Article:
Improve the energy efficiency of a full scale integated fixed film activated sludge (IFAS) process at Thames Water Oxford WWTW

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dc.contributor.advisor Jefferson, Bruce
dc.contributor.advisor Healey, Kieran
dc.contributor.advisor Barugh, Angela
dc.contributor.author Buñol i Tordera, Ramon
dc.date.accessioned 2024-02-29T10:11:14Z
dc.date.available 2024-02-29T10:11:14Z
dc.date.issued 2009-09
dc.identifier.uri https://dspace.lib.cranfield.ac.uk/handle/1826/20903
dc.description.abstract The primary objective of integrated fixed film activated sludge (IFAS) is to remove dissolved pollutants from wastewater. This process allows an increased treatment capacity in comparison with conventional activated sludge. Thames Water has been operating a full scale IFAS biological process demonstration lane of 870 m 3 at the Oxford wastewater treatment works for over two years. The aim of this study was to evaluate the benefits of using an ammonia feed back control system as an alternative to a conventional set point dissolved oxygen control in order to improve energy efficiency in the aeration system. The main finding was that the adjustment of dissolved oxygen (DO) set points regulated by the feedback control system resulted in periods of excess or deficiency of DO in the wastewater with an total over aeration of 14.7 % and under aeration of 9.8 %. Investigation into the causes of the deviations found that the speed of the control equipment was unable to match the responsiveness of the control set point leading to periods where the air control valve was either too open or too closed. A linear equation was established to relate the influent wastewater flow with the time taken by the ammonia to be detected in the settled sewage stream in the IFAS process lane. Thus a feed forward control philosophy was suggested to control the aeration system, as opposed to the feed-back control system in order, to improve the target DO set point. Alongside this study, a comparison of the energy costs between IFAS with the ammonia feed-back control philosophy and a conventional activated sludge set point DO control system was completed. The analysis found negligible difference between the two processes. In addition when compared to the calculated design aeration requirements for set point DO control for the observed actual oxygen required (AOR) loadings, it was found that operating the IFAS system in NH4-N feed back control requires significantly less air. It can therefore be concluded that, with further research, the IFAS process can still be optimised to reduce aeration energy costs. en_UK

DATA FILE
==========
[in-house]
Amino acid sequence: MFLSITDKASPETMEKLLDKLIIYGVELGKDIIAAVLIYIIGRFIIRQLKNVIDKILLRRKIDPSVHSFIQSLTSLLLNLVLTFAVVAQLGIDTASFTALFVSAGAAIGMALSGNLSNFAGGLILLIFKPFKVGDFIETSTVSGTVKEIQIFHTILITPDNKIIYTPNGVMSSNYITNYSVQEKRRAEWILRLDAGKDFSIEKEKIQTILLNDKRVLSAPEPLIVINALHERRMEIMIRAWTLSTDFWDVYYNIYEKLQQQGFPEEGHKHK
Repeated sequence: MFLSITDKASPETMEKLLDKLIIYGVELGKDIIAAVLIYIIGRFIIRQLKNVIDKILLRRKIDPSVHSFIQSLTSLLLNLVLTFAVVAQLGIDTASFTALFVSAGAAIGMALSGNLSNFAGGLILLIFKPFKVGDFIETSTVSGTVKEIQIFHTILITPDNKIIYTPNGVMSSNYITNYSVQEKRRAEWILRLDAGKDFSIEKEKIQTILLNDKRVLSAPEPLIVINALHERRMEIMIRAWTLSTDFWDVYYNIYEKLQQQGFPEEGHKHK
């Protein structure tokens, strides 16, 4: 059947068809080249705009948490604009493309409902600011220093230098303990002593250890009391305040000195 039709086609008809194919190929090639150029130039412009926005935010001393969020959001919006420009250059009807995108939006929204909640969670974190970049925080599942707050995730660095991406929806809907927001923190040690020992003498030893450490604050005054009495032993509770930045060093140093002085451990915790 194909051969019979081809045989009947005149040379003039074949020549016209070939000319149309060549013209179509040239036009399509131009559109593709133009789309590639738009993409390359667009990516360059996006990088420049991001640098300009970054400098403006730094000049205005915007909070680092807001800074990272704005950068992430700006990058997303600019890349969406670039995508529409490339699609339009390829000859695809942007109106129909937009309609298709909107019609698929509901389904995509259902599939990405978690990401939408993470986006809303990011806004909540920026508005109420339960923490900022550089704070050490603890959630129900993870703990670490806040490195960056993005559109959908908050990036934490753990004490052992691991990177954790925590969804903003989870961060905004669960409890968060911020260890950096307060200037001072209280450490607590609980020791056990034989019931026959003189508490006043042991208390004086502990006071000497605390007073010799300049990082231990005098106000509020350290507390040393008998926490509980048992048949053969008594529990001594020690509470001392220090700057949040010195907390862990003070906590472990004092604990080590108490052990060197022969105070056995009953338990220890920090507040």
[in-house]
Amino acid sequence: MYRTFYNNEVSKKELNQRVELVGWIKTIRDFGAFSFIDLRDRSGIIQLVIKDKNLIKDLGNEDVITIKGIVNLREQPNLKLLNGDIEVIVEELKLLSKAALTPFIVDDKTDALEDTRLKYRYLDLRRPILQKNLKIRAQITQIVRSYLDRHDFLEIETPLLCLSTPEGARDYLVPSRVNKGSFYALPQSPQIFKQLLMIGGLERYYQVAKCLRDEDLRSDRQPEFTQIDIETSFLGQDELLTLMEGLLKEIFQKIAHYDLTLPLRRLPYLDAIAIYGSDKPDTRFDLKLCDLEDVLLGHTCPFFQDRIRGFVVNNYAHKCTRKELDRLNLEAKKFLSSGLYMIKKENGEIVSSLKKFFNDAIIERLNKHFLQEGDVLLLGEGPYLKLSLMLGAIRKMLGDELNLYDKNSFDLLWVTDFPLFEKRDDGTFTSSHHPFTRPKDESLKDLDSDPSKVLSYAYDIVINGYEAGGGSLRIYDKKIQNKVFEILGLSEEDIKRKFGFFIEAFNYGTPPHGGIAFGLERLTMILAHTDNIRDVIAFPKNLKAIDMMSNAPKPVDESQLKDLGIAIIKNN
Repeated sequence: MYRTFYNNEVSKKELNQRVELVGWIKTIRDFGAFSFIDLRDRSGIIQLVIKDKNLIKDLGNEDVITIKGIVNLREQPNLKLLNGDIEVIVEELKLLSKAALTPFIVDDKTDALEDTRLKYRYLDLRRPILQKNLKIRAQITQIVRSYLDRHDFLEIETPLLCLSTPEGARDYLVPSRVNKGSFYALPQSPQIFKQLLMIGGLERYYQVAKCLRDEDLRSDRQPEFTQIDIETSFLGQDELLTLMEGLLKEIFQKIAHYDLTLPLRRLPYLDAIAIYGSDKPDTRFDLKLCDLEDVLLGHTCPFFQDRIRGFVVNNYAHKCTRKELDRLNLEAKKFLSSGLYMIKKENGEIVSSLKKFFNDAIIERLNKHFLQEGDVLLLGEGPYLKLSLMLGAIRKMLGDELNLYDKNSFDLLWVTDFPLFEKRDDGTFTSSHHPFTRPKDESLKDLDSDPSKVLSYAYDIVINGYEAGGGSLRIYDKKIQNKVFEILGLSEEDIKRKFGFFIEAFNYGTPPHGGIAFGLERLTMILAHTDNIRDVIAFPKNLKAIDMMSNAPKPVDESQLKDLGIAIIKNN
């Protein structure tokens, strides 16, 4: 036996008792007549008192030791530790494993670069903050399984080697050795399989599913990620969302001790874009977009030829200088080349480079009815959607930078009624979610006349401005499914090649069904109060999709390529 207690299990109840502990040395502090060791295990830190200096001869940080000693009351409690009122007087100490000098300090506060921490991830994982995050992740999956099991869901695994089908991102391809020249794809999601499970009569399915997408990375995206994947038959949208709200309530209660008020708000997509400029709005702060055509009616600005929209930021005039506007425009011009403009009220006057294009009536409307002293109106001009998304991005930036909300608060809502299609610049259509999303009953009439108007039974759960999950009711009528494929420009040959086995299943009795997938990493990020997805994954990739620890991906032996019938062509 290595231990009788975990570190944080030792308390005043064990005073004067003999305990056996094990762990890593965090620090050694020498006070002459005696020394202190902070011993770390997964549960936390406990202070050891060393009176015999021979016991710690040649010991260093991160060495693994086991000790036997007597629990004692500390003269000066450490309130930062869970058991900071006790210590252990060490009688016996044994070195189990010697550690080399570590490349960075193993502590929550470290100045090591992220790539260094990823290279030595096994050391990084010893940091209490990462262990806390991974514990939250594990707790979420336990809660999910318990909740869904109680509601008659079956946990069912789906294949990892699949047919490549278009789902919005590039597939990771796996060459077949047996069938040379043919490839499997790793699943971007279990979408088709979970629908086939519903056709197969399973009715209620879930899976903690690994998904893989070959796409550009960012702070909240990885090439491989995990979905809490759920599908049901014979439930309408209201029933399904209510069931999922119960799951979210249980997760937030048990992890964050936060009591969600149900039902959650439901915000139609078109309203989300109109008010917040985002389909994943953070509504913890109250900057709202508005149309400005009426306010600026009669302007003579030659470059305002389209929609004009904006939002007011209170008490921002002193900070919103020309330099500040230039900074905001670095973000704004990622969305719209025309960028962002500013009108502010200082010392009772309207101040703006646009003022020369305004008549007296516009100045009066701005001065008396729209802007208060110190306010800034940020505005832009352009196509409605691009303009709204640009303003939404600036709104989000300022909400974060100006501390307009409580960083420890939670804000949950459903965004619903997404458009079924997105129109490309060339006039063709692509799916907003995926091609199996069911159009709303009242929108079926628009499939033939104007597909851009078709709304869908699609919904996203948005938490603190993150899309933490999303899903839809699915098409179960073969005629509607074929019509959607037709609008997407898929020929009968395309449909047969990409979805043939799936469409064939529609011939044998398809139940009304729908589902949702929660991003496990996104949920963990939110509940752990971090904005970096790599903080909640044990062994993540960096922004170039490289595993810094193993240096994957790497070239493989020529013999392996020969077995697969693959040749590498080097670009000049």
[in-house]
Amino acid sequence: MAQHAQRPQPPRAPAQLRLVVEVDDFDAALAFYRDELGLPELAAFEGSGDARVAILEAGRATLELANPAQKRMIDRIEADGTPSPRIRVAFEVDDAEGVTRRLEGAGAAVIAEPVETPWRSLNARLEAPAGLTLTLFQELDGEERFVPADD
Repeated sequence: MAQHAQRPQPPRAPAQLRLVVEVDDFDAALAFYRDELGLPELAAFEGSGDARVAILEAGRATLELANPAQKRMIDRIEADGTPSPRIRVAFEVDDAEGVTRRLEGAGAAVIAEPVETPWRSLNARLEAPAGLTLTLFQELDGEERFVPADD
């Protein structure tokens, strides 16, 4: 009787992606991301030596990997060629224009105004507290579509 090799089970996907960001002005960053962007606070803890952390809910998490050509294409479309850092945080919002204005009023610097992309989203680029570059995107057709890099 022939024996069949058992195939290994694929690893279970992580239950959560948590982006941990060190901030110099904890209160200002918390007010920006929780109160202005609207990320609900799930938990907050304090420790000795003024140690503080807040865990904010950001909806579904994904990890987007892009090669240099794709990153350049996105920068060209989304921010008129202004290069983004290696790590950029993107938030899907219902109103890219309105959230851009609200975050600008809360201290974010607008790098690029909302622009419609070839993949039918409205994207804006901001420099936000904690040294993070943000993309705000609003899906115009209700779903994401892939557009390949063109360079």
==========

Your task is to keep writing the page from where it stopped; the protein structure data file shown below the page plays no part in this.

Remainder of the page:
dc.description.sponsorship Engineering and Physical Sciences (EPSRC) en_UK
dc.language.iso en en_UK
dc.publisher Cranfield University en_UK
dc.subject activated sludge en_UK
dc.subject dissolved pollutants en_UK
dc.subject ammonia feed back control system en_UK
dc.subject dissolved oxygen en_UK
dc.subject energy costs en_UK
dc.subject actual oxygen required en_UK
dc.title Improve the energy efficiency of a full scale integated fixed film activated sludge (IFAS) process at Thames Water Oxford WWTW en_UK
dc.type Thesis or dissertation en_UK
dc.type.qualificationlevel Masters en_UK
dc.type.qualificationname MSc en_UK
dc.publisher.department SAS en_UK
dc.description.coursename Water and Wastewater Engineering en_UK


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